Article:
Why did ancient astrologers associate the moon with the mind and the mother? Here I look at some interesting facts about the powers of the moon from various points of view relative to this study of the nakshatras.
Basic FactsLunar calendars - tithi concept - 28 days of the month
[being researched...to be continued]
Cycles of Growth & FertilityAs archeologists and other scholars of ancient cultures know [I am indebted to Eliade Mercia's research for example], goddesses tend to come in threes. It is understood that the tripartite goddess idea would have emerged from an innate understanding of the moon's power over women's menstral cycle and its relationship to the three fertility phases in a woman's life becoming associated with the moon's phases and deified as maiden, mother, crone: pre-sexual, fertile, and infertile (physically). These correlate with the three cosmic forces of creation, sustenance and dissolution (Brahma, Vishnu, Shiva). A society living in harmony with nature would have used the simpler lunar calendar, where the moon's association with timing for all things fertility (whether for procreation, agriculture or fishing) would have been obvious.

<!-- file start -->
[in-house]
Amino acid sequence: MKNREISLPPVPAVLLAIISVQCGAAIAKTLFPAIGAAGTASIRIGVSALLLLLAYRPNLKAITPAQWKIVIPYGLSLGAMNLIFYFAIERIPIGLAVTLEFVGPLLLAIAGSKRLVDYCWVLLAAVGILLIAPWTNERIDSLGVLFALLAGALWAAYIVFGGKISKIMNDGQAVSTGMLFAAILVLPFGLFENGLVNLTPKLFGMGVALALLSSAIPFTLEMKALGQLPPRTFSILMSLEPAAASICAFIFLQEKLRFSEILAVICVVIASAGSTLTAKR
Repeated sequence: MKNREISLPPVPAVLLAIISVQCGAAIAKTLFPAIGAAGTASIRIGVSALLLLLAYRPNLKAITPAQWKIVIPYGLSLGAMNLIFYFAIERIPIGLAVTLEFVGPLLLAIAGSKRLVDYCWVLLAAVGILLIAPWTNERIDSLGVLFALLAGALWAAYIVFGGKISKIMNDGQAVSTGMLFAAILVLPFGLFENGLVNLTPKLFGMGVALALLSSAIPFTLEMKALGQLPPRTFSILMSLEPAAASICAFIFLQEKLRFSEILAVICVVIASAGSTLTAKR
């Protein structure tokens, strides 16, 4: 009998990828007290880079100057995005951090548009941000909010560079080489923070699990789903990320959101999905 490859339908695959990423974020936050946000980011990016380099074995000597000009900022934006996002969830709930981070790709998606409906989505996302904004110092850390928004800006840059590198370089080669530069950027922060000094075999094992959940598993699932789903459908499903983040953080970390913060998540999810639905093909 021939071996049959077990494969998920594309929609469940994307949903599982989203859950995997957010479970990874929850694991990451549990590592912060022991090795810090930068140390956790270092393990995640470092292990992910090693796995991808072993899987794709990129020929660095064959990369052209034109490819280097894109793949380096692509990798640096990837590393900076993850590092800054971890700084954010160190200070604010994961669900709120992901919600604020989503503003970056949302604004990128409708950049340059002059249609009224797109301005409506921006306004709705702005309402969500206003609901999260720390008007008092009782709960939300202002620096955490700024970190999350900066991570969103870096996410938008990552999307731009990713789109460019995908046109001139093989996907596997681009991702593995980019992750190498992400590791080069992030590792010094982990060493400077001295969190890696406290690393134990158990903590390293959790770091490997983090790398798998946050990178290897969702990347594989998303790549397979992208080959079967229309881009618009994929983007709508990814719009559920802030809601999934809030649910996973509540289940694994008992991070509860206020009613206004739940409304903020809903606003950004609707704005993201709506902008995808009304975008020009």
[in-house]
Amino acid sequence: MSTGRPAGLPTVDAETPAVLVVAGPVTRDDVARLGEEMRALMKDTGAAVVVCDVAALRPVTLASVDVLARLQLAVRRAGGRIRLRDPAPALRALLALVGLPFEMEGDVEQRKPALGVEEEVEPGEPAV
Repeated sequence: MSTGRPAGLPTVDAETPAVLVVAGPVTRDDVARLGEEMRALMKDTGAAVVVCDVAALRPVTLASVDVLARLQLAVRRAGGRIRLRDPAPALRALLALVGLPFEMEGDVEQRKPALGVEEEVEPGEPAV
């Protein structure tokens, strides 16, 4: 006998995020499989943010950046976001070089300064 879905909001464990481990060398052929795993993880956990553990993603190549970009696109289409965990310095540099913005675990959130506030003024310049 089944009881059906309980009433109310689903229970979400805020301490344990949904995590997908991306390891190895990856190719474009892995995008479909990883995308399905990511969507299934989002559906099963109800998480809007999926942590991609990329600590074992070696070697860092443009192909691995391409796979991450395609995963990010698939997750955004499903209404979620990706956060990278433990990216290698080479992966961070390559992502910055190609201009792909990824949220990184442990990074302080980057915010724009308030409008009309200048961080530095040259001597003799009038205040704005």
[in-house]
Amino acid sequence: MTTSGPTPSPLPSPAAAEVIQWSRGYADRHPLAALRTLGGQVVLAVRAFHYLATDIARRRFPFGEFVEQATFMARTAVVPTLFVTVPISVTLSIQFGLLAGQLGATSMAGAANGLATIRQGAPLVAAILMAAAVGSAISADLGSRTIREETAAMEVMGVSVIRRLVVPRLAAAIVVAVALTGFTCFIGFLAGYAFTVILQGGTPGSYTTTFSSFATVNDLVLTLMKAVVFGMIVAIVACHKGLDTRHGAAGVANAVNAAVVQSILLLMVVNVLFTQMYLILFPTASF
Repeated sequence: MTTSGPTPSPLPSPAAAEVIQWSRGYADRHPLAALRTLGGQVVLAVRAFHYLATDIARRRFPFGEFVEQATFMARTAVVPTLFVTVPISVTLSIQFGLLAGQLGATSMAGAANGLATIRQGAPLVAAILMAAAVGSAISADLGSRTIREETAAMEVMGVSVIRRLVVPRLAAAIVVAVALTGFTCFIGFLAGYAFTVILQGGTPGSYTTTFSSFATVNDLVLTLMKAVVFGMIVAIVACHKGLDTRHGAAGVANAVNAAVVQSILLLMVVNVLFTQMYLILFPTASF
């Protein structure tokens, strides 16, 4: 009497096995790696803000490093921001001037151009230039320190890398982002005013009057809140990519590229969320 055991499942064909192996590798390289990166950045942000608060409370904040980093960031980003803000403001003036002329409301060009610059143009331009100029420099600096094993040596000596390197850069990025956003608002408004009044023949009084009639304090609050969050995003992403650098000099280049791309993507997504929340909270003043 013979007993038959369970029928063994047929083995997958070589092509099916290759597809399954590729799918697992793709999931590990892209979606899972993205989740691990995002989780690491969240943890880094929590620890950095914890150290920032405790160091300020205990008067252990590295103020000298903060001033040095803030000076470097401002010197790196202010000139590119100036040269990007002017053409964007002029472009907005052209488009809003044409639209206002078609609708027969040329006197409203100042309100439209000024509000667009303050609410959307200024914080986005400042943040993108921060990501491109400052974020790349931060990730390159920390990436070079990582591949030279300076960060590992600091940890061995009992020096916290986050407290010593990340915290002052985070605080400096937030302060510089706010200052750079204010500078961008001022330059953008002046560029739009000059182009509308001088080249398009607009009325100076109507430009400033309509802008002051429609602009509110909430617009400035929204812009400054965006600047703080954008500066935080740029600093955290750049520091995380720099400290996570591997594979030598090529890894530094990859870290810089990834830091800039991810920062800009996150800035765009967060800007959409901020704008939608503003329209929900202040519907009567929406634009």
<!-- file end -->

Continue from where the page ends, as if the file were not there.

The Lunar Influence on the MindSri Jaggi Vasudeva says that full and new moons enhance or heighten what we already are and this is why these dates are special opportunities to become the person you want to be:
Here is an interesting article on Hindism's approach to the moon and mind (link) where fasting and prayer to Vishnu is recommended.
[to be continued]